Dear World: Let’s Stop Giving Our Crap To The Poor | We Are THAT Family
The poor may not have wealth, but they have dignity. I’ve met people without electricity or running water who swept their dirt floors daily, pressed their clothes neatly, walked miles to work on muddy roads, dodging sewage and never had a speck of dirt on them. They value their own worth, we should too.

Our Ignorance Of Africa Is More Dangerous Than Ebola | The Grio
The narrative about Africa has always been a simple, singular picture of the poor helpless, disease-ridden child with mosquitoes all over it. The continent is seen as one huge Sally Struthers commercial pleading for help, and the media will not let go of that depiction. While Africa does need aid, Africa is also rising. However, right now it’s seen as the Ebola zone. Like my shero Chimamanda Adichie said, “The single story creates stereotypes, and the problem with stereotypes is not that they are untrue, but that they are incomplete. They make one story become the only story.”

God In Adoption | Mommy Means It
It is damaging to tell a child that God called you to adopt her. This sets you up as a God-ordained savior to your child. It tells your child that she needed saving and that God did not choose her family of origin to do that saving. If your child comes from poverty or oppression, the message that God called you, an outsider, to adopt her, says that God didn’t care enough about her family or country to solve its problems so that families could stay alive and stay together. Instead, God played favorites and called you to swoop in and get her out of there, leaving her family and people to suffer while God figures out who to call for the next adoption. 

Houses in Murnau on Obermarkt by Wassily Kandinsky 

What Autism Has Taught Me…So Far | Little Miss Momma
I cringe when I think of the shame I projected onto him in an effort to help him fit better into a mold I had created in my mind of what my quintessential child would most certainly be like. A few weeks after our doctor gave us the news, I felt that mold shatter into a million tiny pieces. And I remember feeling relief. Screw the mold.

Under The Volcano | Anthony Bourdain

Americans love Mexican food. We consume nachos, tacos, burritos, tortas, enchiladas, tamales and anything resembling Mexican in enormous quantities. We love Mexican beverages, happily knocking back huge amounts of tequila, mezcal and Mexican beer every year. We love Mexican people—as we sure…

These are your crossfit friends. Source:

Questions For My Son: Is It Hard Being The Only Black Boy In Your Grade? | Los Angelista
“The teachers talk to you more slowly and more simply, like they don’t think you’re going to understand what they’re talking about—like you’re slow, or like you don’t have any kind of vocabulary. For example, I notice when Mr. ___ talks to white and Asian kids, he talks to them in a normal way, but when he talks to me, he talks to me in a slang-ish way, throwing in all these other words. And I don’t talk like that. I don’t talk in slang. But they assume that because I’m black, I talk like I’m a rapper or something. People are also surprised when they find out I’m in the gifted program.”

Paul Klee watercolor on paper Via Alongtimealone

How To Tell If Having Kids Will Ruin Your Marriage
If you were thrown into a bootcamp-style training situation with no idea how long it would last, how do you think you would fare? Because I think really the ability to weather the trials and tribs of parenting all comes down to this. You have no idea how it will be, so the only thing you can do is be ready to take whatever gets flung at you (ha, poop) for as long as it will be thrown. And like it and generally try to still be an amiable person others want to be around and talk to. Can you do that? Can you do that without being a total dick all the time? Can you do that and still laugh and love and change and improve yourself and all that other real adult crap?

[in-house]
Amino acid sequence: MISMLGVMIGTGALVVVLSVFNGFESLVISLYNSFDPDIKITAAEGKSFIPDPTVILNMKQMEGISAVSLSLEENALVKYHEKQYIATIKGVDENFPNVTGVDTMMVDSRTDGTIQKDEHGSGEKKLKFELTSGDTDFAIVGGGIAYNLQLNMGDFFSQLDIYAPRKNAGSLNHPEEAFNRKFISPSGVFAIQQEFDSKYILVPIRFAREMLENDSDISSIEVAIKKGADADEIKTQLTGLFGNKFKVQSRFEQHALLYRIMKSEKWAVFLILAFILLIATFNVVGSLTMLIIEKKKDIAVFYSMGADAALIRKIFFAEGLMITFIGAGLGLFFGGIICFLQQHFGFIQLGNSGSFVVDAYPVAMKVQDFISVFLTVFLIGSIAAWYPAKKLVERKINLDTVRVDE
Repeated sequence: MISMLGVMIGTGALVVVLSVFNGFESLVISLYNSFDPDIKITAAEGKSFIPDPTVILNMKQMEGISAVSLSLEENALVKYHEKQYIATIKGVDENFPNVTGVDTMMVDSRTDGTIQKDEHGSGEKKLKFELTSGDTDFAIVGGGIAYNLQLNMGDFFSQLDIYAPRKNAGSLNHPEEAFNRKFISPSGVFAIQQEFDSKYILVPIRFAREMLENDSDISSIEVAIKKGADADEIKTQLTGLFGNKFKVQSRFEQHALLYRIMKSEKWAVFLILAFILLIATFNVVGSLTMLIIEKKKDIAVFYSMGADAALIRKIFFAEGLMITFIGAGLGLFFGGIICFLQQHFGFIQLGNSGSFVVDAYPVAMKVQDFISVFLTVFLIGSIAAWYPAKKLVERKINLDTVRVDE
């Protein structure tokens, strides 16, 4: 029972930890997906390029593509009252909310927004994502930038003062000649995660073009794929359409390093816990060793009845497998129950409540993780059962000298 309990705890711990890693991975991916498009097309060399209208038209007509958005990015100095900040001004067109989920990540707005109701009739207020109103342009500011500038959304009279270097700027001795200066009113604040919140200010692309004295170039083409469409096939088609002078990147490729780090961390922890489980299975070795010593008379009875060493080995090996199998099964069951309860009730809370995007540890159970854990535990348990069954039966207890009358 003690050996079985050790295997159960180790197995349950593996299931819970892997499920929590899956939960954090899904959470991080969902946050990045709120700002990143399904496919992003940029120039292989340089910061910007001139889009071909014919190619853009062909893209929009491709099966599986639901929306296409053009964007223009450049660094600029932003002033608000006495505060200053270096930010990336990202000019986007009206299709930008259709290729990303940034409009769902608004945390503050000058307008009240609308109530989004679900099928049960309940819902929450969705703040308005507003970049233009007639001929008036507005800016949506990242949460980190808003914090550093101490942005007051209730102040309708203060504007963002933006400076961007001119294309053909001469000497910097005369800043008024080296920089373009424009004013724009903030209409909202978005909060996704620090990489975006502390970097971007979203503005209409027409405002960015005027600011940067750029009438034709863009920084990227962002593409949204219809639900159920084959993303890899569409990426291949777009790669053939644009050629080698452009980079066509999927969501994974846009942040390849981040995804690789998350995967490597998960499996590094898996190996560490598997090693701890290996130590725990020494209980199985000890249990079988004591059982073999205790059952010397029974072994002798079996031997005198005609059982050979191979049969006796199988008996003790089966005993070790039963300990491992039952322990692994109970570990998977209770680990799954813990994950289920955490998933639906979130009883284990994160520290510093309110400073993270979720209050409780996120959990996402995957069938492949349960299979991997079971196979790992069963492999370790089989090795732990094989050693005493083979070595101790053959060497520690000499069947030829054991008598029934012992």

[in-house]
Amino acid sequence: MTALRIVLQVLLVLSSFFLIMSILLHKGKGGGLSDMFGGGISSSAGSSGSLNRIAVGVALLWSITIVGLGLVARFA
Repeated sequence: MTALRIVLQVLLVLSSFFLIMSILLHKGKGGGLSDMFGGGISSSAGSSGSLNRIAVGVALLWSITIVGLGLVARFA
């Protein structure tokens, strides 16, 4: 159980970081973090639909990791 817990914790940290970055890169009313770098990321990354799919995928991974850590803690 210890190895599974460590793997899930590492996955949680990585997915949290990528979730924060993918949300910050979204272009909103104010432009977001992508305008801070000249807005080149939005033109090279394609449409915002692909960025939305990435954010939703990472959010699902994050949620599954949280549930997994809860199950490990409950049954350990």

Homework: An Unnecessary Evil? … Surprising Findings From New Research | The Washington Post
This result clearly caught the researchers off-guard. Frankly, it surprised me, too. When you measure “achievement” in terms of grades, you expect to see a positive result — not because homework is academically beneficial but because the same teacher who gives the assignments evaluates the students who complete them, and the final grade is often based at least partly on whether, and to what extent, students did the homework. Even if homework were a complete waste of time, how could it not be positively related to course grades?

In order to create actual changes to the sensory system that results in improved attention over time, children NEED to experience what we call “rapid vestibular (balance) input” on a daily basis. In other words, they need to go upside down, spin in circles, and roll down hills. They need authentic play experiences that get them moving in all different directions in order to stimulate the little hair cells found in the vestibular complex (located in the inner ear). If children do this on a regular basis and for a significant amount of time, then (and only then) will they experience the necessary changes needed to effectively develop the balance system–leading to better attention and learning in the classroom.

Let Me Make Your Kid A Buddhist | A Life Overseas
And we shrug a simple story like this off, but I wonder if this is the position we put parents and children in too often in pursuit sharing the gospel? And while we’ve had conversations here about offering humanitarian aid and it’s relationship to missions, we haven’t yet talked about the ethics of engaging with children in another culture– particularly without parental authority present.